What Is and Isn't Classed as Overhead Costs
Business overhead costs are expenses that are related to the day-to-day running of a business. Reducing overhead costs is important in a business downturn.
Overhead expenses are independent of revenue and must be paid whether the business is in a profit or loss position. Overhead costs do not include expenses arising from the production of goods or services. For example, if your business is making furniture, the cost of lumber is a raw material and so is not included in overhead.
Overhead costs can include fixed monthly or annual costs (such as leases, insurance, or salaries) or expenses that vary from month to month due to the level of business activity (such as sales promotions or repairs).
Should You Reduce Your Overhead Costs?
When business is slow, cutting overhead costs is normally one of the easiest ways to reduce losses and return your business to profitability. Raw materials, inventory and other non-overhead expenses used to create revenue are vital to the business and usually more difficult to cut down on.
Below are some suggestions for reducing some of the most common overhead expenses.
Typical overhead costs include:
Rent – lease costs of the business premises (or mortgage costs if purchased). For information on leasing versus owning see Should Your Business Lease or Purchase Commercial Space?
Utilities – include electricity, gas, water, sewer, phone and internet service. There are a number of ways to reduce your utilities overhead and help the planet in the process. (See The Green Office Guide and 10 Green Business Tips). Mobile phone, long distance, and internet usage should be reviewed on an annual basis to determine the levels of service required – there may be potential cost savings from switching to lower-cost plans.
Insurance – Every business needs insurance coverage, which may include:
- Property insurance for the business premises and equipment
- General liability insurance to protect your business from liability arising from negligence
- Professional liability insurance to protect your business from liability arising from malpractice if your business is of a professional nature
- Business interruption insurance to protect your business in the case of unforeseen closure.
For more information on business insurance see:
Administrative – includes:
- Ongoing salary costs (wages and benefits)
- Office supplies and equipment such as computers, copiers, etc.
Unfortunately the easiest way to reduce administrative expenses in a business downturn is to cut staff, which is painful for both employees and management but often necessary to ensure sustainability of the business. Sometimes this can be avoided if employees are willing to job share, switch to part time, or take unpaid leave.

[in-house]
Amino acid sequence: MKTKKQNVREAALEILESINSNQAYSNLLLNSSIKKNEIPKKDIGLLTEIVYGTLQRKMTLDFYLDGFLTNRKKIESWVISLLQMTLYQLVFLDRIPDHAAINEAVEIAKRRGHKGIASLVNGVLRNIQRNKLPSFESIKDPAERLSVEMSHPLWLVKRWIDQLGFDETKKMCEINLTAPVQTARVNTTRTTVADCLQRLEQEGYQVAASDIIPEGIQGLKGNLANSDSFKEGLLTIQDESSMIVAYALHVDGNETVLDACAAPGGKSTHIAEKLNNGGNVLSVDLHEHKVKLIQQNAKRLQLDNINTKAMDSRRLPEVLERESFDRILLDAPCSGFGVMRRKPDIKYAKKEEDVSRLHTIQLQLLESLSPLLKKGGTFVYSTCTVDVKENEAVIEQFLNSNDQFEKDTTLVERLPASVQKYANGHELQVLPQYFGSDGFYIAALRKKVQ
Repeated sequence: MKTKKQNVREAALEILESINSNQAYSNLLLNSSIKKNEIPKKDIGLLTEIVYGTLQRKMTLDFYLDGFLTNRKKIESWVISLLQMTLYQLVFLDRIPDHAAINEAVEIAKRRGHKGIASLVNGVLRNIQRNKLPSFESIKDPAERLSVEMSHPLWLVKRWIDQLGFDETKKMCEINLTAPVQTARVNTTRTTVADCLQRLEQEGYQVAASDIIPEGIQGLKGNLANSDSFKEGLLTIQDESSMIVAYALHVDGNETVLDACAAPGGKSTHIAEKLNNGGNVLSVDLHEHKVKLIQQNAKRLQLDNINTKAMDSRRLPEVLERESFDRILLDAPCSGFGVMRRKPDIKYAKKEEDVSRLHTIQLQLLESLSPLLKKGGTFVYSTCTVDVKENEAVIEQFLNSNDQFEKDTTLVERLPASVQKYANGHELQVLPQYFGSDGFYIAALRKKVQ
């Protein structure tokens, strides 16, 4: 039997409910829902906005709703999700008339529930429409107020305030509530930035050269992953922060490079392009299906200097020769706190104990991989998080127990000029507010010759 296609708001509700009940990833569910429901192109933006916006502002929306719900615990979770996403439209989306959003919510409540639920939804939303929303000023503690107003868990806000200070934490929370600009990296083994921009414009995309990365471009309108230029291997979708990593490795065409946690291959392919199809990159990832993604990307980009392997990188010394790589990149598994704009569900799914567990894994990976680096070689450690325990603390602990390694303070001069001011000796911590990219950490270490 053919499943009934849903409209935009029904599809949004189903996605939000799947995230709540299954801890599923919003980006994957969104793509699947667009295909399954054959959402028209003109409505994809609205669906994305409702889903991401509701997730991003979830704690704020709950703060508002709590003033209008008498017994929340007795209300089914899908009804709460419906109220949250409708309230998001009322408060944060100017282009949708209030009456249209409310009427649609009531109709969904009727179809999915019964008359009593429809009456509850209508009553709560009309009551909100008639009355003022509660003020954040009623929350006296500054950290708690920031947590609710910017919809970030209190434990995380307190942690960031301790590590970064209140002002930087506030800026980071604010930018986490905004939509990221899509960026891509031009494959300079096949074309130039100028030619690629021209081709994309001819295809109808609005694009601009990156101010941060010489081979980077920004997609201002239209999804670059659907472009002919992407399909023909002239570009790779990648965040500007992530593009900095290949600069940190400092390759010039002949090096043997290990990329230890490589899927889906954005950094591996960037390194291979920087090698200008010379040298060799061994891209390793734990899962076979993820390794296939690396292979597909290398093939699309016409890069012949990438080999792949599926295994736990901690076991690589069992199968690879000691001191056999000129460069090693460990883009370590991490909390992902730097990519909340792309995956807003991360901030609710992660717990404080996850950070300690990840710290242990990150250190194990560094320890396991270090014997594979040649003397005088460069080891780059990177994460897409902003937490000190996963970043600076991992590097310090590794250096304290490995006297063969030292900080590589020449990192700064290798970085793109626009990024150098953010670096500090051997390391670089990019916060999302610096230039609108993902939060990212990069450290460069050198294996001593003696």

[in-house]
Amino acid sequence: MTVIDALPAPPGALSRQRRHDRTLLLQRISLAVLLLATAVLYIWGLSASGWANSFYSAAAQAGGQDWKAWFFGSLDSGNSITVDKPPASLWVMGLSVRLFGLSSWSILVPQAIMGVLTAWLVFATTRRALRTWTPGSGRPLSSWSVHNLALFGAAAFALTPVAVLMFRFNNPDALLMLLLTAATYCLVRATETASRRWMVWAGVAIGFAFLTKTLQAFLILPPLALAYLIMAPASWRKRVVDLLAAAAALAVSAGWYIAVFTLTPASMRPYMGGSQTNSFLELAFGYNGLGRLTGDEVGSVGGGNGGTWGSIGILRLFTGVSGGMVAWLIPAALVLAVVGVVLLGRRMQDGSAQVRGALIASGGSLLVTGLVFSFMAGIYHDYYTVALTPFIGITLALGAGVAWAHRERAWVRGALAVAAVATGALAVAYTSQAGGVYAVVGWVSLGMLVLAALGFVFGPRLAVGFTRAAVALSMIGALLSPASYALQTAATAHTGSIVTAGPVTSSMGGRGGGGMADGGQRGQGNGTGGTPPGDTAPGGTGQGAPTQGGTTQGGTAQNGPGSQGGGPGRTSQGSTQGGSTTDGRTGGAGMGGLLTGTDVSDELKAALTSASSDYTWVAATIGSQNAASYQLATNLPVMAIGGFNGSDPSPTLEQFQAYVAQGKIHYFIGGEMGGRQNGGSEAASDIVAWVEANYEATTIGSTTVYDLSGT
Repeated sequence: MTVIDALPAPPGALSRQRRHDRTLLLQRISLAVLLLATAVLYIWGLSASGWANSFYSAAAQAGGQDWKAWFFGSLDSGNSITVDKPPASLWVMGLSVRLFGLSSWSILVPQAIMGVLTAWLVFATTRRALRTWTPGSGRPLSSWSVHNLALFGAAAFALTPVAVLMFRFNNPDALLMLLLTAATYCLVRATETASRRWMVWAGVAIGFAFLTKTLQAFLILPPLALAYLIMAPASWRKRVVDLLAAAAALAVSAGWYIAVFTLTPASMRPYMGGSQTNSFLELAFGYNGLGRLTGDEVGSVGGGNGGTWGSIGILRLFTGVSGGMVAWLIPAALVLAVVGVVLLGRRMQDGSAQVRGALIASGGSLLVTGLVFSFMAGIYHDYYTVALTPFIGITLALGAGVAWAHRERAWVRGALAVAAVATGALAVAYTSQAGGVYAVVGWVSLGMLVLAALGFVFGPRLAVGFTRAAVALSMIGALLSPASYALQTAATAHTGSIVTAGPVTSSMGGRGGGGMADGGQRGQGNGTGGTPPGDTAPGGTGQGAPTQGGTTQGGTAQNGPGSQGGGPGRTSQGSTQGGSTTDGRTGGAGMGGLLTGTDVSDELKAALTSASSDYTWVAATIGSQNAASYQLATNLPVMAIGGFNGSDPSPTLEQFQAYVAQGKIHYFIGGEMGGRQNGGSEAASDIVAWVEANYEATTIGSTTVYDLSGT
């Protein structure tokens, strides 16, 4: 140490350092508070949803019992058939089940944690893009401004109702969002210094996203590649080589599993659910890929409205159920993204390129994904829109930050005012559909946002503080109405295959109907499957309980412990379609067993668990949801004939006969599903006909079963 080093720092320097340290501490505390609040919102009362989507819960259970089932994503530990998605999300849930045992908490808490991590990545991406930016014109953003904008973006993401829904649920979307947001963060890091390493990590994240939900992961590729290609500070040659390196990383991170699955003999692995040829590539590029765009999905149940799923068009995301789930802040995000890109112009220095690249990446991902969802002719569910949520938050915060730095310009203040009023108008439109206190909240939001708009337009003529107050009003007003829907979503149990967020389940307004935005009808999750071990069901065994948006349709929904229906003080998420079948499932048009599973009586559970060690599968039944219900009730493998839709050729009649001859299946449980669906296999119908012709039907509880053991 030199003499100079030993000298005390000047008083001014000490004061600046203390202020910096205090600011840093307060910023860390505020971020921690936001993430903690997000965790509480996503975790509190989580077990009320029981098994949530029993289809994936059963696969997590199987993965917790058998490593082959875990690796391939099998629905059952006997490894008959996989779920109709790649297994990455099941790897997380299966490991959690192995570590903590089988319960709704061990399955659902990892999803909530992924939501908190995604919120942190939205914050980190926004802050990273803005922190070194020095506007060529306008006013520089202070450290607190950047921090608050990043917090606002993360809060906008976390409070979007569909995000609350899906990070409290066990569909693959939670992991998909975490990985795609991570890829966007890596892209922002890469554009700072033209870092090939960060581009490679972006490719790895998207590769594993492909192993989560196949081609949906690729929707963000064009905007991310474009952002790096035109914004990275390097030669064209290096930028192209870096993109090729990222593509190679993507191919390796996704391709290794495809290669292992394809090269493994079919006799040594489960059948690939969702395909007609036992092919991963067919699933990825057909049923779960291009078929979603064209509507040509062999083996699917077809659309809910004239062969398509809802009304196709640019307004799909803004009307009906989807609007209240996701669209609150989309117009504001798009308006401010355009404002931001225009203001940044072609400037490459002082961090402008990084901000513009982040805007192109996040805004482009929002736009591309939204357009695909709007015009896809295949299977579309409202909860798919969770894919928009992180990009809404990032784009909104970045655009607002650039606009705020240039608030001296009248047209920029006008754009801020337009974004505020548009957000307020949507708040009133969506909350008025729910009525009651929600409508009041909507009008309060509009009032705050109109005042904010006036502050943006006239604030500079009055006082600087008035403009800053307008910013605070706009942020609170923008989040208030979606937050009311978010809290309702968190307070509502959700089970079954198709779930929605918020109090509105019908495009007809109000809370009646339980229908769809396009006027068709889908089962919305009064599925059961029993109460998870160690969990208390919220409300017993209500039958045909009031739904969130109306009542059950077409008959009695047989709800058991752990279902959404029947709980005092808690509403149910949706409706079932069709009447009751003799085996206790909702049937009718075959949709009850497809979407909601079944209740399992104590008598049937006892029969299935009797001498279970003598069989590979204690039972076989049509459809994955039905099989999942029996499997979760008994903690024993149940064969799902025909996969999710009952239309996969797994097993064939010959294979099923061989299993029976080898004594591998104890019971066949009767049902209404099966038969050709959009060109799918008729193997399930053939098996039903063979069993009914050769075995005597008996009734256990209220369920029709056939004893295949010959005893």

Using contract staff rather than hiring employees is another way to manage your staffing requirements and lower your overhead costs in a fluctuating business environment. See:
Other ways to cut administrative overhead costs include reducing the use of supplies such as printer ink/toner, etc.
Maintenance and Repair – If your business relies on vehicles or specialized equipment, the overhead costs of maintenance and repair can be substantial. Examples include businesses that provide delivery services, landscaping, or equipment rental. Reducing overhead with passenger vehicles, pickup trucks, and vans can be achieved by switching to more fuel-efficient models such as diesels or hybrids.
Sales and Marketing – All expenses related to marketing your product or service, including wages, benefits, and incentive bonuses for sales staff, promotional materials, advertising, costs related to trade shows, etc. For ideas on reducing sales and marketing costs see:
Accounting/Bookkeeping – You can reduce your accounting/bookkeeping overhead costs by doing some or all of the business accounting chores yourself using accounting and tax preparation software. For more information see:
Business Overhead Insurance (BOE)
According to the Social Security Administration, a person of age 20 has a one in four chance of become disabled before reaching retirement age. For small business owners there are overhead insurance policies available to cover monthly overhead expenses in the event that the business owner becomes disabled due to illness or injury. BOE plans can cover most overhead expenses including:
- Employee wages and benefits
- Mortgage principal and interest or rental payments
- Property taxes
- Accounting fees
- Business insurance
Note that Business Overhead Insurance policies do not cover the cost of hiring temporary replacements. For example, if an electrical contractor becomes disabled, a BOE policy does not cover the cost of hiring another electrician on a temporary basis.
Note also that BOE plans are designed to cover temporary periods of disability and as such have maximum payout periods. Personal disability insurance is available for long term or permanent disability.
Like to see even more ideas on how to reduce your overhead? Read 10 Ways to Cut Business Costs.